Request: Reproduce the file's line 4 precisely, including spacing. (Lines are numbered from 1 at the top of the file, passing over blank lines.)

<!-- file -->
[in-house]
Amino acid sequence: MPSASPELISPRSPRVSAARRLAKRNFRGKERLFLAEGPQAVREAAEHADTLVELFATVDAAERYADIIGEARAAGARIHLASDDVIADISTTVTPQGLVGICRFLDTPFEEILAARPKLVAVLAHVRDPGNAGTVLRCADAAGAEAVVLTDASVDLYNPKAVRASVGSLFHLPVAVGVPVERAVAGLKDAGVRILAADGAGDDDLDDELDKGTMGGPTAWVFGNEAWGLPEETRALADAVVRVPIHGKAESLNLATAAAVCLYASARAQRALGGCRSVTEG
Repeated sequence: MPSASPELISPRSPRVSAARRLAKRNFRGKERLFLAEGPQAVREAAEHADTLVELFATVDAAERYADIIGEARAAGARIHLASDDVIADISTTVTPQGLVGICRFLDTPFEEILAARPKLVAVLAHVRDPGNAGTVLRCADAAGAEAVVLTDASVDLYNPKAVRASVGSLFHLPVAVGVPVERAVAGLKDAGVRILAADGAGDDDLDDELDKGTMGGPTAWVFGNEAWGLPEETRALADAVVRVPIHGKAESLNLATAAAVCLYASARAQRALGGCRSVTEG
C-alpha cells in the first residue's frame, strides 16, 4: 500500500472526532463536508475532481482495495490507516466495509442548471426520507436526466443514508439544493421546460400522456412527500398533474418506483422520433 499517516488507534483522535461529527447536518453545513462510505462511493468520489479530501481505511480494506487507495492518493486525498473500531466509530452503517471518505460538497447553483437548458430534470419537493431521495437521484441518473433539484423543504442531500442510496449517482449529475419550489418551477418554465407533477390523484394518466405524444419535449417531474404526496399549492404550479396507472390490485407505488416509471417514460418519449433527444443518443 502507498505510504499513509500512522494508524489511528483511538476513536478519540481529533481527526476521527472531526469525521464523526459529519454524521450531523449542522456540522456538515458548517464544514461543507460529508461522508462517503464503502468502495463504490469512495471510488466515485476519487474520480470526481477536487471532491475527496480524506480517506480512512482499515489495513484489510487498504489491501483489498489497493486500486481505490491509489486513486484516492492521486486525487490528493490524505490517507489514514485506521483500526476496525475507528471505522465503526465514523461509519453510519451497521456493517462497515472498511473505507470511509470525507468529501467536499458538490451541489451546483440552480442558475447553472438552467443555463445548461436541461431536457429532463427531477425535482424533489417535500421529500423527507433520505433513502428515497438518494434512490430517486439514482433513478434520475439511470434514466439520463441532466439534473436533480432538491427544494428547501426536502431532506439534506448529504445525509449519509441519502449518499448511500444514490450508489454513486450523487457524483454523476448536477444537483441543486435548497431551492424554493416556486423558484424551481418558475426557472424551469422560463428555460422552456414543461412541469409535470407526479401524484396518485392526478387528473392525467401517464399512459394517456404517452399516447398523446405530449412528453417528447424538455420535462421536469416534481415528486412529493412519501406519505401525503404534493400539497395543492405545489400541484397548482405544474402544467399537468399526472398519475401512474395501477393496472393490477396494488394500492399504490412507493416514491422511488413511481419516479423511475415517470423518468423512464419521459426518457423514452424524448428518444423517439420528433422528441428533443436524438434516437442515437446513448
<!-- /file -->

C-alpha cells in the first residue's frame, strides 16, 4: 500500500472526532463536508475532481482495495490507516466495509442548471426520507436526466443514508439544493421546460400522456412527500398533474418506483422520433 499517516488507534483522535461529527447536518453545513462510505462511493468520489479530501481505511480494506487507495492518493486525498473500531466509530452503517471518505460538497447553483437548458430534470419537493431521495437521484441518473433539484423543504442531500442510496449517482449529475419550489418551477418554465407533477390523484394518466405524444419535449417531474404526496399549492404550479396507472390490485407505488416509471417514460418519449433527444443518443 502507498505510504499513509500512522494508524489511528483511538476513536478519540481529533481527526476521527472531526469525521464523526459529519454524521450531523449542522456540522456538515458548517464544514461543507460529508461522508462517503464503502468502495463504490469512495471510488466515485476519487474520480470526481477536487471532491475527496480524506480517506480512512482499515489495513484489510487498504489491501483489498489497493486500486481505490491509489486513486484516492492521486486525487490528493490524505490517507489514514485506521483500526476496525475507528471505522465503526465514523461509519453510519451497521456493517462497515472498511473505507470511509470525507468529501467536499458538490451541489451546483440552480442558475447553472438552467443555463445548461436541461431536457429532463427531477425535482424533489417535500421529500423527507433520505433513502428515497438518494434512490430517486439514482433513478434520475439511470434514466439520463441532466439534473436533480432538491427544494428547501426536502431532506439534506448529504445525509449519509441519502449518499448511500444514490450508489454513486450523487457524483454523476448536477444537483441543486435548497431551492424554493416556486423558484424551481418558475426557472424551469422560463428555460422552456414543461412541469409535470407526479401524484396518485392526478387528473392525467401517464399512459394517456404517452399516447398523446405530449412528453417528447424538455420535462421536469416534481415528486412529493412519501406519505401525503404534493400539497395543492405545489400541484397548482405544474402544467399537468399526472398519475401512474395501477393496472393490477396494488394500492399504490412507493416514491422511488413511481419516479423511475415517470423518468423512464419521459426518457423514452424524448428518444423517439420528433422528441428533443436524438434516437442515437446513448